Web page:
Lithium motorcycle battery article - BMW F800 Riders Forum & Registry



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  1. #1
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    Here is an article published by Motorcycle.com regarding lithium motorcycle batteries that you might find interesting:
    https://www.motorcycle.com/products/...s-vs-realities
    Richard - Current bikes: 2016 BMW R1200RS, 2018 16.6 kWh Zero S, 2011 Royal Enfield Bullet 500 Classic, 2009 BMW F650GS, 2005 Triumph T-100 Bonneville, 2002 Yamaha FZ1 (FZS1000N) and a 1978 Honda Kick 'N Go Senior. 

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  4. #2
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    Interesting stuff but I'm going to take issue with the following:-

    "turn the lights on, and walk away. Now, come back in a month. You press a button, and the thing will still work. Try that with a lead-acid battery."

    That to me is written to suggest you can leave your lights on indefinitely and the batteries clever circuitry will leave it with enough juice to start the bike.It won't it will leave you with a battery that can be successfully recharged.
    In the Garage 2013 BMW F800 GT,1994 BMW R80 RT,1986 BMW R80 GS,1999 Yamaha SR125
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    Quote Originally Posted by MGD109 View Post
    Interesting stuff but I'm going to take issue with the following:-

    "turn the lights on, and walk away. Now, come back in a month. You press a button, and the thing will still work. Try that with a lead-acid battery."

    That to me is written to suggest you can leave your lights on indefinitely and the batteries clever circuitry will leave it with enough juice to start the bike.It won't it will leave you with a battery that can be successfully recharged.
    I noticed the same comment and I agree with you. By the time that statement was made at the end of the article, the author seemed to be running out of things to say and started to have brain-farts. Plus, it seemed as though the last part of the article consisted more of advertising than facts. I have been dealing with lithium batteries for the past 10 years and I would never do that. It is more likely that you would return to find the battery about as functional as a brick.

    I have a Shorai lithium battery installed in my R1200RS and it works very well. However if it has a BMS (battery management system) in the battery case, that is news to me. The advertising on the box that it came in and in the instruction sheet for the battery never mentioned any feature like that. I might add that I have one of those Optimate lithium battery chargers, as shown near the end of the article, and I plug it in to my battery pigtail after every ride. When I do that, the charger bulk charges for just a few minutes before turning to a "test" float charge, which indicates to me that my BMW does a pretty good job of keeping the lithium battery charged without needing a special lithium charging system.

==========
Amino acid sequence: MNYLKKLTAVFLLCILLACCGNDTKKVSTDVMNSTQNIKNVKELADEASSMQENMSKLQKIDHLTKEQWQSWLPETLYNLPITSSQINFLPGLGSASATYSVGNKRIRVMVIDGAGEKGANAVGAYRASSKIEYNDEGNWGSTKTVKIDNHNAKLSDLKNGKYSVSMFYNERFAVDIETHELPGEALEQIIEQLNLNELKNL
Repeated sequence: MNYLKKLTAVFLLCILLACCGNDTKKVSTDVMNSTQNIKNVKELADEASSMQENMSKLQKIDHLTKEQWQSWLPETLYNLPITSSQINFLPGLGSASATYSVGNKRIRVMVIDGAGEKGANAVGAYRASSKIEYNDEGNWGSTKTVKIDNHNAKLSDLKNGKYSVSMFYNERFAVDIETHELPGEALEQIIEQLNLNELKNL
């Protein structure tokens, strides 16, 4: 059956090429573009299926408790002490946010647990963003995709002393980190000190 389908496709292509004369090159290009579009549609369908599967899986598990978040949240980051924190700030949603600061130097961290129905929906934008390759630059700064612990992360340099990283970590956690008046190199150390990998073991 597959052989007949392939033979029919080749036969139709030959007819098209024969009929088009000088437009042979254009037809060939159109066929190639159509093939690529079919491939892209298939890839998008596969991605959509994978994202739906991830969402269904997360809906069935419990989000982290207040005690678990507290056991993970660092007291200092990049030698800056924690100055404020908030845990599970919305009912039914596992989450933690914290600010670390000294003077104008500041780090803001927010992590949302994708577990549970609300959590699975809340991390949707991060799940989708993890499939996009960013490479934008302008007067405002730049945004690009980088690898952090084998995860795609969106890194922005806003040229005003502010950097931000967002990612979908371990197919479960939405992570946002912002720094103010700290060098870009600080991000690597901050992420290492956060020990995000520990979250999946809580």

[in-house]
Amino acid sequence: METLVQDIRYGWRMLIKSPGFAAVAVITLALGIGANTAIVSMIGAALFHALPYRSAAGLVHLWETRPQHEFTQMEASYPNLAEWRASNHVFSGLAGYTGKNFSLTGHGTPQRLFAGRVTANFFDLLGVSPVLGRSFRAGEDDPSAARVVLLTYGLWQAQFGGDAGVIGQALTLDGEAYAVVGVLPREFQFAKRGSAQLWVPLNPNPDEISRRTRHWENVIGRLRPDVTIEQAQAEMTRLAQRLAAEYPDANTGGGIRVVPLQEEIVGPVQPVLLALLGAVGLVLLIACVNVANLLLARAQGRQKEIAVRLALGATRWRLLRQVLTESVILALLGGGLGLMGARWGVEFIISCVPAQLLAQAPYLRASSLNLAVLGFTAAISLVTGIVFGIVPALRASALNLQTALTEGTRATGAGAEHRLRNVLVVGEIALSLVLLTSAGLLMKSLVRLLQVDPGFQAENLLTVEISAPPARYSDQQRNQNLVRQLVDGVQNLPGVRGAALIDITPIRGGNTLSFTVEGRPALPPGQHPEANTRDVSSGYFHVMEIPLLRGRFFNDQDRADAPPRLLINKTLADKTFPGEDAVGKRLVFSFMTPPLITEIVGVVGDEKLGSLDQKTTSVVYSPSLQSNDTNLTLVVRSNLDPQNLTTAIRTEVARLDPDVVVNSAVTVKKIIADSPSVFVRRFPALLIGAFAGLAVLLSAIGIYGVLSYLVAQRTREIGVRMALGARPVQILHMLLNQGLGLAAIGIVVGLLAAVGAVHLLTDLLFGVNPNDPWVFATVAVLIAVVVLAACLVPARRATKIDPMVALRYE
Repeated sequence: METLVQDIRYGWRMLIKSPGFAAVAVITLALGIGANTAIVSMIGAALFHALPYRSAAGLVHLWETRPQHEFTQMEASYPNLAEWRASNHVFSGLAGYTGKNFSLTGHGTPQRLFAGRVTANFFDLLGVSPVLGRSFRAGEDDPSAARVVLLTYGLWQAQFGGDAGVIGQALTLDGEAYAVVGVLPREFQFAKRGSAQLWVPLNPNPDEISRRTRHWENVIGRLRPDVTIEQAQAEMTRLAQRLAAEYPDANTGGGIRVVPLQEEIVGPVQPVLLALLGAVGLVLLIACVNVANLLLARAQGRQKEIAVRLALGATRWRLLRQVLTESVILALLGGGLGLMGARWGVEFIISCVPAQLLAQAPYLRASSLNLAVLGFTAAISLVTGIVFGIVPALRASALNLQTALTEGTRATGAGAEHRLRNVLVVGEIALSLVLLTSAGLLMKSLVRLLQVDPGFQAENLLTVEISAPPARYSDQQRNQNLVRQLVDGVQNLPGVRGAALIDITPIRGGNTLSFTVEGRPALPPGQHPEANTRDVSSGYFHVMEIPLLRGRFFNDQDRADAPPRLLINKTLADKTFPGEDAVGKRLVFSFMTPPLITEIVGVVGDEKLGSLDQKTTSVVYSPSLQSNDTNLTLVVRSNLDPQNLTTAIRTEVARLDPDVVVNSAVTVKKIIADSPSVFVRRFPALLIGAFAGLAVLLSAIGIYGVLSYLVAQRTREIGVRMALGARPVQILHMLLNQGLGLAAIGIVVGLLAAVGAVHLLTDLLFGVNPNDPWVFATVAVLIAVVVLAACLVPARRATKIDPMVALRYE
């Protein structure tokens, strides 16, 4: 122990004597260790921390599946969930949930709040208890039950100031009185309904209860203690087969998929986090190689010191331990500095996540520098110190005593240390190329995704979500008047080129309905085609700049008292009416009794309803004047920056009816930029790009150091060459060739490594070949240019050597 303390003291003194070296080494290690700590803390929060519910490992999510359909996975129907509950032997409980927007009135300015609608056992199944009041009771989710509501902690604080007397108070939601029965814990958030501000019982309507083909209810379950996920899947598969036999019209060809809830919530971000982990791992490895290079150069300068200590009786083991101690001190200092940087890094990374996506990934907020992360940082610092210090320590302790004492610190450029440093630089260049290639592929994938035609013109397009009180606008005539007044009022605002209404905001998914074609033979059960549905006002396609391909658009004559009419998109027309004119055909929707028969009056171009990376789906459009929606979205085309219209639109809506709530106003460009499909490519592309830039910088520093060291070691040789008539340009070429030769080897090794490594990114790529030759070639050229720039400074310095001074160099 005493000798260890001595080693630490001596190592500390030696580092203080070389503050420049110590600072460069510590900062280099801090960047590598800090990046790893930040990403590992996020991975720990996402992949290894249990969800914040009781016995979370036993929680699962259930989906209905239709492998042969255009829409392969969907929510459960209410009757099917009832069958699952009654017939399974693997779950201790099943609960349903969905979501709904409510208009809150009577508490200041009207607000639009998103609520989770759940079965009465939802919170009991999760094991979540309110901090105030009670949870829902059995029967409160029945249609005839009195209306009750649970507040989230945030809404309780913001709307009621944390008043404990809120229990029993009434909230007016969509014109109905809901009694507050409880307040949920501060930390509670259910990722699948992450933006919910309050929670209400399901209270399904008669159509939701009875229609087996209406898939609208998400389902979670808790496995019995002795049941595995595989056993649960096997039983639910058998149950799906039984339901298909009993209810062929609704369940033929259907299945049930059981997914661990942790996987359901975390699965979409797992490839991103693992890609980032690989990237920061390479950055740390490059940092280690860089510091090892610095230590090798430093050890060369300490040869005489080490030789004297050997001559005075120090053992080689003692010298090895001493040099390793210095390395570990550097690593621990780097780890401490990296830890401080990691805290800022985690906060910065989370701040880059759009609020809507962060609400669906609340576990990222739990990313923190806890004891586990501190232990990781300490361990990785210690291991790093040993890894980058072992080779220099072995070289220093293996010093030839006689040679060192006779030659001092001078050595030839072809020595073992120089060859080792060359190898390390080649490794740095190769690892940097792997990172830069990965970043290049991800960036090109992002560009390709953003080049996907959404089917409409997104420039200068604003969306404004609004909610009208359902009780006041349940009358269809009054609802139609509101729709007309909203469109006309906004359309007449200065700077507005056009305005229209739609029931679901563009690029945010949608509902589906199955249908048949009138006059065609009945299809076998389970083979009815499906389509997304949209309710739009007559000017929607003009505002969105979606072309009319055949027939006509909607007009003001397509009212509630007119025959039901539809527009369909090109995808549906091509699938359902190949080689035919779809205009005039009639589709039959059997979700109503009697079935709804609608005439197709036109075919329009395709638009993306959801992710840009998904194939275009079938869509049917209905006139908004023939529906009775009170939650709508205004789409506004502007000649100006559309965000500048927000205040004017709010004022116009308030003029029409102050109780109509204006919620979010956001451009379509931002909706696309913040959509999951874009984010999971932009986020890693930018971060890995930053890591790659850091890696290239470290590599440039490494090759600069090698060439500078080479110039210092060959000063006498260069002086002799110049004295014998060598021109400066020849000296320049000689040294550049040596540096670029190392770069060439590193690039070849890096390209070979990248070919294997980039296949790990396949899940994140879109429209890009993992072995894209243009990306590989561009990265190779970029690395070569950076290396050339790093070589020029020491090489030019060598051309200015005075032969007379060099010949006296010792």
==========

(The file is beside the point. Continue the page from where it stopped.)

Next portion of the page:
Richard - Current bikes: 2016 BMW R1200RS, 2018 16.6 kWh Zero S, 2011 Royal Enfield Bullet 500 Classic, 2009 BMW F650GS, 2005 Triumph T-100 Bonneville, 2002 Yamaha FZ1 (FZS1000N) and a 1978 Honda Kick 'N Go Senior. 

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    It looks like they have come up with some nice features on their lithium batteries with the Battery Management System (BMS). If you go to their website, it says the BMS will prevent the battery from being discharged to the point it is ruined. They also added a feature to leave enough battery power to allow the bike to start if you walk away and leave your lights on.

    I ended up buying a new battery over a year ago by mistake. I mistook what I was seeing on the display as indicating the OEM battery was on its last legs. The new battery is still sitting in the garage. At five years now, the OEM battery is still working great. I went to Kenya and didn't ride the bike for two weeks. I didn't use a charger on it either. The temperatures went down close to freezing while I was gone. Yet when I got home and started the bike, it acted like I had just ridden it the day before.

    The technology seems great, but I'm not sure I need it.
    Elnathan - 2014 BMW F800GT
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    Quote Originally Posted by Daboo View Post
    ........They also added a feature to leave enough battery power to allow the bike to start if you walk away and leave your lights on.........
    Thanks Chris, I took a look at the manufactures website after reading your comments. The article could have been a bit clearer there is actually a button on the top of the battery you can press to get you one last start to be fair that's pretty clever.
    In the Garage 2013 BMW F800 GT,1994 BMW R80 RT,1986 BMW R80 GS,1999 Yamaha SR125
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    One "feature" that the article didn't address is cold weather performance. Lithium batteries have a reputation for not performing as well as lead acid in cold temperatures. You can get around this to some degree by turning on the ignition and letting the load of the headlight draw enough current for a few minutes to warm up the battery. I live in the South, and I have a garage, so this is not a big concern for me, as the temperature in the garage never drops below ~55°F.